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q Example: 43  Network Time Protocol Servers

q FF01::43  All NTP servers on this node q FF02::43  All NTP servers on this link q FF05::43  All NTP servers in this site

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Version Priority Flow Label

Version IHL Type of Service Total Length

Identification Flags Fragment Offset Time to Live Protocol Header Checksum

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HBH Hop-by-hop (IPv6)

1 ICMP Internet Control Message (IPv4) 2 IGMP Internet Group Management (IPv4) 2 ICMP Internet Control Message (IPv6) 3 GGP Gateway-to-Gateway 4 IP IP in IP (IPv4 Encaptulation) 5 ST Stream 6 TCP 17 UDP 29 ISO-TP4

44 FS Fragmentation Header (IPv6) 45 IDRP Interdomain Routing

60 ISO-IP CLNP 88 IGRP

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### IPv4

q 1995 vs 1975

q IPv6 only twice the size of IPv4 header

q Only version number has the same position and

meaning as in IPv4

q Removed: header length, type of service,

identification, flags, fragment offset, header checksum

q Datagram length replaced by payload length q Protocol type replaced by next header

q Time to live replaced by hop limit q Added: Priority and flow label

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q Most extension headers are examined only at

destination

q Routing: Loose or tight source routing

q Fragmentation: All IPv6 routers can carry 536 Byte

q Authentication

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Base Header Next = TCP Route Header Next = TCP TCP Segment Base Header Next = TCP Route Header Next = Auth Auth Header Next = TCP TCP Segment Base Header Next = TCP TCP Segment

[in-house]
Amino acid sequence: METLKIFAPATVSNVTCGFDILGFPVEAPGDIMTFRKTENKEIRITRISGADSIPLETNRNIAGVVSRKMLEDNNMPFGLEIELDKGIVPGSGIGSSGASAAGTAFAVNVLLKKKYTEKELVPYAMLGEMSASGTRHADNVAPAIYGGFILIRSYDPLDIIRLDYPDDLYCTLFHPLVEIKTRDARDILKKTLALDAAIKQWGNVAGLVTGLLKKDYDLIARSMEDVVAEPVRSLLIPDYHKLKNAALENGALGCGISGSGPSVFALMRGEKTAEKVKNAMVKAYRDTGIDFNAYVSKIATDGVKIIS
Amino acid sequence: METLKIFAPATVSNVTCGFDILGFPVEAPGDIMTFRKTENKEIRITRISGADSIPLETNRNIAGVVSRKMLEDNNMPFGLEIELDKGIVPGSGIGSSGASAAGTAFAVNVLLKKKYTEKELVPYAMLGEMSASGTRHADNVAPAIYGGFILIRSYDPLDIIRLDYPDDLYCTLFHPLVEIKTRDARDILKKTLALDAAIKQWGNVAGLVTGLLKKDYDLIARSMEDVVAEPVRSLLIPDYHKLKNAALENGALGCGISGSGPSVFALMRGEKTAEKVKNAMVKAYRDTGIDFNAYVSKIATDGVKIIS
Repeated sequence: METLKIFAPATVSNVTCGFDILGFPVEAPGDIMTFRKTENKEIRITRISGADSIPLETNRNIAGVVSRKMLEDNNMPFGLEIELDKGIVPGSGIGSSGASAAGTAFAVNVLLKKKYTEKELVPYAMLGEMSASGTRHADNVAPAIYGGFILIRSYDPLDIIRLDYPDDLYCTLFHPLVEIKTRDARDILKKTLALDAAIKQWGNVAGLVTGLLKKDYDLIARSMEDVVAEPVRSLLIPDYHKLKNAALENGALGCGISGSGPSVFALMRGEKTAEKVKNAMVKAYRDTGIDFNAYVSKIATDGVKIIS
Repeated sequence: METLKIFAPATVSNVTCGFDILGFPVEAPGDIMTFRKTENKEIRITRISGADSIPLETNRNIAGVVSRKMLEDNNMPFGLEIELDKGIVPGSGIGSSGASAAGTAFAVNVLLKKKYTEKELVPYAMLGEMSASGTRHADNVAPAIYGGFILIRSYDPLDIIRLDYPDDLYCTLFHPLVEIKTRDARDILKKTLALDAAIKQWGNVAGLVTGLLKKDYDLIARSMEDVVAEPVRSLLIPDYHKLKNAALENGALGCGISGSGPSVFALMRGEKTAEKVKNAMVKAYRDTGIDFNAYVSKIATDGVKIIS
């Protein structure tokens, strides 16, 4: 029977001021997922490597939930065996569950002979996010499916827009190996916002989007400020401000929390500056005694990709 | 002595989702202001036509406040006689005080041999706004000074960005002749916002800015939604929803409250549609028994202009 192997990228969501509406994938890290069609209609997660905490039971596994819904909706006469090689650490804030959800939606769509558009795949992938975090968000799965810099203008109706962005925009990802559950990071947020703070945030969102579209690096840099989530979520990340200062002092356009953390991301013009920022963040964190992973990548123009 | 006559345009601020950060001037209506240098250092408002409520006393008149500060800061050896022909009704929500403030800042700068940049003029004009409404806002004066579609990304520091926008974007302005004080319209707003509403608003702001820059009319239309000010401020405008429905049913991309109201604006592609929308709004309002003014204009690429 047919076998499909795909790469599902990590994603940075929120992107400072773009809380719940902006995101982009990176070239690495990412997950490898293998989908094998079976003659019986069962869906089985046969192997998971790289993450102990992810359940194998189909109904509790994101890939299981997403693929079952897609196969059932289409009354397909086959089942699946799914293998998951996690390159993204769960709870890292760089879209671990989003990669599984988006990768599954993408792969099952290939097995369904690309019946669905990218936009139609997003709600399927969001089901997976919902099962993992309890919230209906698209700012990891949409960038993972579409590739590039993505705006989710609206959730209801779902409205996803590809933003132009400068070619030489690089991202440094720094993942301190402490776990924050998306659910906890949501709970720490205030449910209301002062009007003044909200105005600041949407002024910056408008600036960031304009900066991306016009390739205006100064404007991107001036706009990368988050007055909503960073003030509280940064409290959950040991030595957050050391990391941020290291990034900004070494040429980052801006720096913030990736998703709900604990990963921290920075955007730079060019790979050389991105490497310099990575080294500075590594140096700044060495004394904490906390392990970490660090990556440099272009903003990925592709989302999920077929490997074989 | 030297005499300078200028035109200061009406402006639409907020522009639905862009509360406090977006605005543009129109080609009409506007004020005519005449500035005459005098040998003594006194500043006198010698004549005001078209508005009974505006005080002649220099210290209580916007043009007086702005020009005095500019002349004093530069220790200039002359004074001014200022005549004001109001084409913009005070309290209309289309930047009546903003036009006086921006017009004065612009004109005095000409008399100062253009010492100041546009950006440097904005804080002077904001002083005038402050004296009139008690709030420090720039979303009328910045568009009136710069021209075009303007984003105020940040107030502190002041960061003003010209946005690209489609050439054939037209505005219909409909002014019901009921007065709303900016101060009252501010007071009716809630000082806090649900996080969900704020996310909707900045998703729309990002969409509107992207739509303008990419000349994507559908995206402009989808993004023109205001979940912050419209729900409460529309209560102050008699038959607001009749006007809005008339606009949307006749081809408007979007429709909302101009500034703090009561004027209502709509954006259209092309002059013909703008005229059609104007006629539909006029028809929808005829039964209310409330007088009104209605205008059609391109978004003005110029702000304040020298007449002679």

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q Type > 0  Policy based routing (later)

q New Functionality: Provider selection, Host mobility,

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### IPv6 Features

q Flexible header format q Improved options

q Support for resource allocation q Provision for protocol extension q Built-in Security:

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### Autoconfiguration

q Allows plug and play

q BOOTP and DHCP are used in IPv4 q DHCPng will be used with IPv6

q Two Methods: Stateless and Stateful q Stateless:

multicasts to "All routers on this link"

q Router replies and provides all the needed prefix

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### (Cont)

q All prefixes have a associated lifetime

no router

q Stateful:

q Problem w stateless: Anyone can connect

q Routers ask the new system to go DHCP server (by

setting managed configuration bit)

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### Transition Mechanisms

q Dual-IP Hosts, Routers, Name servers

q Tunneling IPv6 over IPv4

q Hosts and Routers can be gradually upgraded to IPv6 q It is better (though not required) to upgrade routers

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### Application Issues

q Most application protocols will have to be upgraded:

q 27 of 51 Full Internet standards, 6 of 20 draft

standards, 25 of 130 proposed standards will be revised for IPv6

q No checksum  checksum at upper layer is

mandatory, even in UDP

q non-IETF standards: X-Open, Kerberos, ... will be

updated

q Should be able to request and receive new DNS

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### Implementations

q 4.4-lite BSD by US Naval Research Laboratory q UNIX, OPEN-VMS by DEC

q DOS/WINDOWS by FTP Software

q HP-UX SICS (Swedish Institute of Comp. Science) q Linux

q NetBSD by INRIA Rocquencourt q Solaris 2 by Sun

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### Summary

q Allows provider-based, site-local, link-local, multicast,